Castle of Innocence, by Joel Jiménez, highlights the importance of critical thinking in the interpretation of historical narratives. Set entirely in the Children’s Museum (Museo de los Niños) of Costa Rica, Joel confronts the viewer with two layers of the building’s history, which formerly housed a high-security state prison. Transcending the shallow representation of its past, and suggesting a story that shifts away from the one officially shaped.
Álvaro spoke with Joel, discussing his work, his experiences of the space growing up, and how images affect our notions of truth, identity or power.
Your project documents the Children’s Museum in Costa Rica, a building with a past life as a high-security penitentiary. The combination of imagery from its different periods of history suggest an institutional strategy to redirect history, an effort that fails to conceal a darker past. How is this museum officially introduced to the public?
That’s a very interesting question because there was a lot of uncertainty in the aftermath of the prison closure about what to do with the building. Throughout my research I discovered that some parts of the government wanted to demolish it because of its dark past. Other people wanted to rebuild it into the National Assembly or into another institution related to law and order.
The government decided in the end to open a Children’s Museum, thanks to the efforts of the former First Lady of that moment (Gloria Bejarano). She was an extremely important figure in the development and promotion of the idea.
For the most part of its first decade operating, the museum was really innovative and its efforts were very valuable for children’s education. It is still a very concurrent place for school trips because it is something that’s very specific and unique to our country.
What motivated you to question the seemingly harmless mission of this building?
I believe there are really good motivations from the museum and I do feel it is a good asset for kids to go and learn about different issues. But to me, something that happens a lot in museums or educational institutions is that history is often told from a very specific direction (even though that subjectivity is not affirmed in the pedagogic narrative) or it is a shallow case that works aesthetically but doesn’t really offer deep discussions or questions about how to reflect on our past.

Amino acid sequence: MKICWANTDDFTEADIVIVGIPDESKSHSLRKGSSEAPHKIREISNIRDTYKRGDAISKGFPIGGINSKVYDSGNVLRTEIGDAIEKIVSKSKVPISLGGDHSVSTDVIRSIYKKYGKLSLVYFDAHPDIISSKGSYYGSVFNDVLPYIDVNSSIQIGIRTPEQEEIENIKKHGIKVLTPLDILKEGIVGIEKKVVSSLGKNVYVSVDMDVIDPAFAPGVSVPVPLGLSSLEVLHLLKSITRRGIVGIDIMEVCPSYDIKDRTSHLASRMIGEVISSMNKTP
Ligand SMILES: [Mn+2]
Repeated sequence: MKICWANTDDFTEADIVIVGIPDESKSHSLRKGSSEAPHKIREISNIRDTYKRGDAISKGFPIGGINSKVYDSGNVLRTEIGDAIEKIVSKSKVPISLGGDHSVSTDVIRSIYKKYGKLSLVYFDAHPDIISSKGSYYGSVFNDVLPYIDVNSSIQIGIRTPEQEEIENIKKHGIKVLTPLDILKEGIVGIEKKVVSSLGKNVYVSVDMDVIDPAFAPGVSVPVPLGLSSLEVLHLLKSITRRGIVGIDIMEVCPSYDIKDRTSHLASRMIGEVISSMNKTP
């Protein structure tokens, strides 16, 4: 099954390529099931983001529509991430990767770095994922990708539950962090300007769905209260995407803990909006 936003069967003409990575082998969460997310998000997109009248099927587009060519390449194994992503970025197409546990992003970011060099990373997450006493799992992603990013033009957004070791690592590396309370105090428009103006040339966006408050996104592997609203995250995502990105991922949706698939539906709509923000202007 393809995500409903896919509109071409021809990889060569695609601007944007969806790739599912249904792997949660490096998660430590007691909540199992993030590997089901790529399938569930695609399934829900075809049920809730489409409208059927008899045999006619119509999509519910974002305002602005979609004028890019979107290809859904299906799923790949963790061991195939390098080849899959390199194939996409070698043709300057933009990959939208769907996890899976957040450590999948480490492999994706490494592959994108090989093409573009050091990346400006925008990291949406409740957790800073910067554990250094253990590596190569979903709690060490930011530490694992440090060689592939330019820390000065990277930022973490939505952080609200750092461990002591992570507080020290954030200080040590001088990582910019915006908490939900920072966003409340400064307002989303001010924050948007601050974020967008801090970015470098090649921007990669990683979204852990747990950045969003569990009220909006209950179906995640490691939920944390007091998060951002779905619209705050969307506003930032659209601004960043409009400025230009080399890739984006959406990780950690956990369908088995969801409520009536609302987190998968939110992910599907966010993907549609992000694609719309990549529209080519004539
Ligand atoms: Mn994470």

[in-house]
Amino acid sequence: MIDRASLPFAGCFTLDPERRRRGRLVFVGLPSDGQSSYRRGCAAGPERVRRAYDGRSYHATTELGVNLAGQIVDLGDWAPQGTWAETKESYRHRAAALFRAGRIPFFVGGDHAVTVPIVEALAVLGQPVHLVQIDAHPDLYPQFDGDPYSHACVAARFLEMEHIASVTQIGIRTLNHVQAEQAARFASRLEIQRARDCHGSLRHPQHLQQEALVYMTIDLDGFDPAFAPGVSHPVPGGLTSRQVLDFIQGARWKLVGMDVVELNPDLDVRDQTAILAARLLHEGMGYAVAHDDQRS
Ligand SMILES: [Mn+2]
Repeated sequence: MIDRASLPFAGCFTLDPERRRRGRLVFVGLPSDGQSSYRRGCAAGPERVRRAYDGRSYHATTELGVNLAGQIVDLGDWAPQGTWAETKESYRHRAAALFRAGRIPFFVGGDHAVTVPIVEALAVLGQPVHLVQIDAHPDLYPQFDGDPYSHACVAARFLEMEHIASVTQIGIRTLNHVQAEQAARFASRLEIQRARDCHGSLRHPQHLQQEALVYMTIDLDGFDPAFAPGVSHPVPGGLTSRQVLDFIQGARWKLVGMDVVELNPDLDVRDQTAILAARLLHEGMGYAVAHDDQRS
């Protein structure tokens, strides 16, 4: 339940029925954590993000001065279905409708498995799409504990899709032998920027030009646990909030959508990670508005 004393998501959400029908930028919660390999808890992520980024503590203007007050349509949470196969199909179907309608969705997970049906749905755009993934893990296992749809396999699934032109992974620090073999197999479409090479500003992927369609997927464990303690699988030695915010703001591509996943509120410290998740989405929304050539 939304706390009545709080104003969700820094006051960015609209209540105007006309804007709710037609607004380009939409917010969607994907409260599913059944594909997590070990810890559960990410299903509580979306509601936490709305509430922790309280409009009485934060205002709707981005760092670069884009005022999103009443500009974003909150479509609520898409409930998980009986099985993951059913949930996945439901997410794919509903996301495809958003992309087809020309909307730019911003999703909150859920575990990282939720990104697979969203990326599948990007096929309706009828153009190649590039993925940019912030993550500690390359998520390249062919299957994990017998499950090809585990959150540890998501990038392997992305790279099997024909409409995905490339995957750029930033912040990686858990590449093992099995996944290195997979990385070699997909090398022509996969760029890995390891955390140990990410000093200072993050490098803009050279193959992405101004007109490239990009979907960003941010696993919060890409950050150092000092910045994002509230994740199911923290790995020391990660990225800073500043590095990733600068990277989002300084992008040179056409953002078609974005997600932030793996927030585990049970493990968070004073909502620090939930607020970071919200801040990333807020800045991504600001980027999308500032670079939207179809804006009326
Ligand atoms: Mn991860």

Even though the project is set in its entirety in that building, I’m trying to use the historical context and visual representation of the museum as a symbolic space to talk about more universal issues related to how we perceive structures of control, violence and truth.
In a sense, that’s also really relevant to our current context of image making. The way the museum reshapes its history and the strategies that the imaginative objects use are good metaphors to our post-truth era and photographic production. The space between reality and fiction seems to be disappearing and the notion that images are used to purposely dictate a narrative is a strong issue that we’re facing culturally and socially.
Once I started to research about the Children’s Museum, I knew that the place gave me very different elements to work with and build a narrative about all these issues.
How did you get access to the different strands of archival imagery?
The access was one of the biggest challenges of the project. And I think the easiest way to talk about it is dividing the research-production processes in two parts that happened at the same time: the archival research of the prison history and the image production inside the museum.